Breaking the Link Between Mental Health and Poverty
Although poverty and mental health seem inextricably linked, proactively working to combat depression through smart initiatives like those at Paul Quinn College in Dallas is proving effective at breaking the cycle.
Mental health demands simple ingredients to flourish. Just like a plant needs sunlight, water and fertilizer, the brain needs sleep, nutrition, exercise, social connectedness, and personal balance to protect against depression. A person might have a genetic predisposition for depression, but plant that person in positive soil, and the outcomes dramatically improve.
For those in poverty, not only is access to basic mental health needs elusive, trauma slams against even the most centered person like a wrecking ball. When ringing gunshots, sexual abuse, food deserts, and uncertainty about where one might stay the night form the staple diet of someone impoverished, it’s not surprising serious mental illness is more than twice as likely for those living below the poverty line (7.1 percent versus 3.1 percent, according to a 2016 report by the Substance Abuse and Mental Health Services Administration).
For those in poverty, not only is access to basic mental health needs elusive, trauma slams against even the most centered person like a wrecking ball.
Squelching depression before it develops
Fortunately, early intervention and a personal touch can squelch depression before it has a chance to take root. That is why it is worth understanding what Paul Quinn College in Dallas is doing to defy the link between poverty and depression. Founded in 1847, the historically black college is drawing upon the strength of a community and taking a proactive approach.
Michael Sorrell is the president of Paul Quinn, which faced plummeting admissions, overwhelming debt, and moldy buildings when he took over the school in 2007. To stop the financial hemorrhaging, Sorrell did the unthinkable in Texas: He eliminated the football team. The decision saved the school about a million dollars annually and provided the space of the unused football field to attack another problem plaguing the school and surrounding community: a complete lack of availability of fresh fruits and vegetables for miles around campus. Located in far southern Dallas, Paul Quinn College is in the middle of a vast food desert.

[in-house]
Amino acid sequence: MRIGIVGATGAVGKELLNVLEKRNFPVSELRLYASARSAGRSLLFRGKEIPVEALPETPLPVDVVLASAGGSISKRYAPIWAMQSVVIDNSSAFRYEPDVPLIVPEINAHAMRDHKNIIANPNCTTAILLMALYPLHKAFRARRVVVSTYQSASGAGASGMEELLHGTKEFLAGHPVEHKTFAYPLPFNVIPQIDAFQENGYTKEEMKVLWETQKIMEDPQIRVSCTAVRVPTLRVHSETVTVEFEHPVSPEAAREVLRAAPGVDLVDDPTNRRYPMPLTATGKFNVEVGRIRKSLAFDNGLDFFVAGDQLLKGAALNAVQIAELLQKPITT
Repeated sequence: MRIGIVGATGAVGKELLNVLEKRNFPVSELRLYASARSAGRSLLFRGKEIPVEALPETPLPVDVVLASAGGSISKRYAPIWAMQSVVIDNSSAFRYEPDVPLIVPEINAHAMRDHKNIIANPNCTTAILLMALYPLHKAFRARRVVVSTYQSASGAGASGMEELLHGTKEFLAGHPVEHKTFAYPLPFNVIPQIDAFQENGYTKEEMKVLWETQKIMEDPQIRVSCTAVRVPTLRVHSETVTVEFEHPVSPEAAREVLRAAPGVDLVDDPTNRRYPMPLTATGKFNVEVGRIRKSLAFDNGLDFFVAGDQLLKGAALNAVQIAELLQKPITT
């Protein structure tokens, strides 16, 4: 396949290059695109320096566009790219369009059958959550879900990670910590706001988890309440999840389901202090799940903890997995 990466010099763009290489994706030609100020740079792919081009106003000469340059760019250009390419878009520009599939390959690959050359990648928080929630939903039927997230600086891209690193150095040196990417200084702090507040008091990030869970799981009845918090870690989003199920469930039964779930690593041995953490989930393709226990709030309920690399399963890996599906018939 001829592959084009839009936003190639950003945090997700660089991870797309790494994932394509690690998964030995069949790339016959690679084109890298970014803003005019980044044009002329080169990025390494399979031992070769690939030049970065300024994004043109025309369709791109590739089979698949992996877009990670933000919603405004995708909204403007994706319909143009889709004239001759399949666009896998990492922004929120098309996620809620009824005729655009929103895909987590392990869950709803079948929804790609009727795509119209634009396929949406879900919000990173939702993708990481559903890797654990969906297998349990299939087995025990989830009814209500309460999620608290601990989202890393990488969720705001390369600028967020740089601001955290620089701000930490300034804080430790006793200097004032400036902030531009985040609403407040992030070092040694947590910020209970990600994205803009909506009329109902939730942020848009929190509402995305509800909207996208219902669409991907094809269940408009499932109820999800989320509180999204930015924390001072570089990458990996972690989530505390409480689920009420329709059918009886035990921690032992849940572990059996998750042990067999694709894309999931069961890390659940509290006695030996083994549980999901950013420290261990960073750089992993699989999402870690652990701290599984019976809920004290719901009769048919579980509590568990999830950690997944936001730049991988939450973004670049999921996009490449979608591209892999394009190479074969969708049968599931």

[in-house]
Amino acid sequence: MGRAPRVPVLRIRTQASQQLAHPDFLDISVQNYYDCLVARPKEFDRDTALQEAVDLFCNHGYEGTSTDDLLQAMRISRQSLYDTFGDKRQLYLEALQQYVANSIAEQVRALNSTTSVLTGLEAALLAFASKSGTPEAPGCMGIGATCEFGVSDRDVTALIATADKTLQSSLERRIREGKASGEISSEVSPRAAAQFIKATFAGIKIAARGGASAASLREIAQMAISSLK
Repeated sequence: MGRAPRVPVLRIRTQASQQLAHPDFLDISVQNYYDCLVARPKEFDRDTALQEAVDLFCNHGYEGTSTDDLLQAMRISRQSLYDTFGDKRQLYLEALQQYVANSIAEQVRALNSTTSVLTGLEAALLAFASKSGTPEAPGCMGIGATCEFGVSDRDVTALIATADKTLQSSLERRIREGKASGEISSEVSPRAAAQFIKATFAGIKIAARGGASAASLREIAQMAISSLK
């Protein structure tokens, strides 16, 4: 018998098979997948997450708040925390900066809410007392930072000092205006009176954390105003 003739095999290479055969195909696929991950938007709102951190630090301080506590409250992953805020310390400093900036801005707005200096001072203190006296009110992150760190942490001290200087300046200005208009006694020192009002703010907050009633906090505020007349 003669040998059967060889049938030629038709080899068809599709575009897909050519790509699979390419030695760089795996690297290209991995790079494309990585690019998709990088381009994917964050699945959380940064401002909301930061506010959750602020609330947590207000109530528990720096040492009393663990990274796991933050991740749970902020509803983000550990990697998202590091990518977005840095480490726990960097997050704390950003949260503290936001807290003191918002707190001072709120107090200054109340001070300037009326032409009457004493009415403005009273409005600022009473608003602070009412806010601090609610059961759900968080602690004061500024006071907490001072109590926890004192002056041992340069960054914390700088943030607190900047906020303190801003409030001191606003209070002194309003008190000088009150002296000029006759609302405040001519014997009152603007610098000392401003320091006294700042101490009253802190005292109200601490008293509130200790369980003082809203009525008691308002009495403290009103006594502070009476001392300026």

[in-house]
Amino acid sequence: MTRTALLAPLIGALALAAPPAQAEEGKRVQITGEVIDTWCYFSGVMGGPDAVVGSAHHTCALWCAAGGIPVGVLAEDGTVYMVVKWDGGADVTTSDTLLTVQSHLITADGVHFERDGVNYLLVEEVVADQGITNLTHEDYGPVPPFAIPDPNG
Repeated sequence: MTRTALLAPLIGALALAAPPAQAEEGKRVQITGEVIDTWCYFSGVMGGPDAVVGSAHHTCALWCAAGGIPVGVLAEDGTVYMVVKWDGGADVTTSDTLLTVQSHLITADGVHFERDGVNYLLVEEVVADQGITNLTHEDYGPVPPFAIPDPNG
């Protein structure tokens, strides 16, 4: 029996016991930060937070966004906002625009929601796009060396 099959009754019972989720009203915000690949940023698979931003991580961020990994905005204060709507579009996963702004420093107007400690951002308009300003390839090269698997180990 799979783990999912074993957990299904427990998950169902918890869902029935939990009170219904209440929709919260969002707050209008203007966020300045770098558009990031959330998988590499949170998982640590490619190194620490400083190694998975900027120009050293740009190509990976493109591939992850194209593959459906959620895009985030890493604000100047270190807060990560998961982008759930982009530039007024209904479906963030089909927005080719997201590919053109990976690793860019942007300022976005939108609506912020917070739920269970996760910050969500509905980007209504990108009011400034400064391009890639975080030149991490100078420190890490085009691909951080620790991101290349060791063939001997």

Years later, this bold move surpassed even Sorrell’s visionary expectation. The school’s We Over Me Farm now ships 12,000 to 15,000 pounds of produce each year to AT&T Stadium in Arlington, Texas, not to mention providing a local farmer’s market to support the surrounding community and supplying the school’s cafeteria. What was once a financial drain on an unstable school has transformed into a multi-million dollar surplus that helps fund Paul Quinn.
What was once a financial drain on an unstable school has transformed into a multi-million dollar surplus that helps fund Paul Quinn.
In another visionary move, Sorrell initiated a program with the University of Texas Southwestern Medical Center to provide a mental health screen for all incoming Paul Quinn College students. Approximately 40 percent of them come from poverty-stricken areas in Chicago, Oakland, Detroit, and Dallas. Sorrell noticed the staggering number of students coming from schools where classmates were shot and the impact this trauma has on their behavior.
He felt that if he surrounded these students with love and professional support, they would avoid the illness that often results from trauma trapped in silence. Rather than waiting for problems to erupt at Paul Quinn, Sorrell reached out to UT Southwestern for help. If every student had access to mental health resources as standard care, then care for mental fitness might be seen as something that requires routine, practical attention, as opposed to something to be feared.
If every student had access to mental health resources as standard care, then care for mental fitness might be seen as something that requires routine, practical attention, as opposed to something to be feared.
Paul Quinn’s model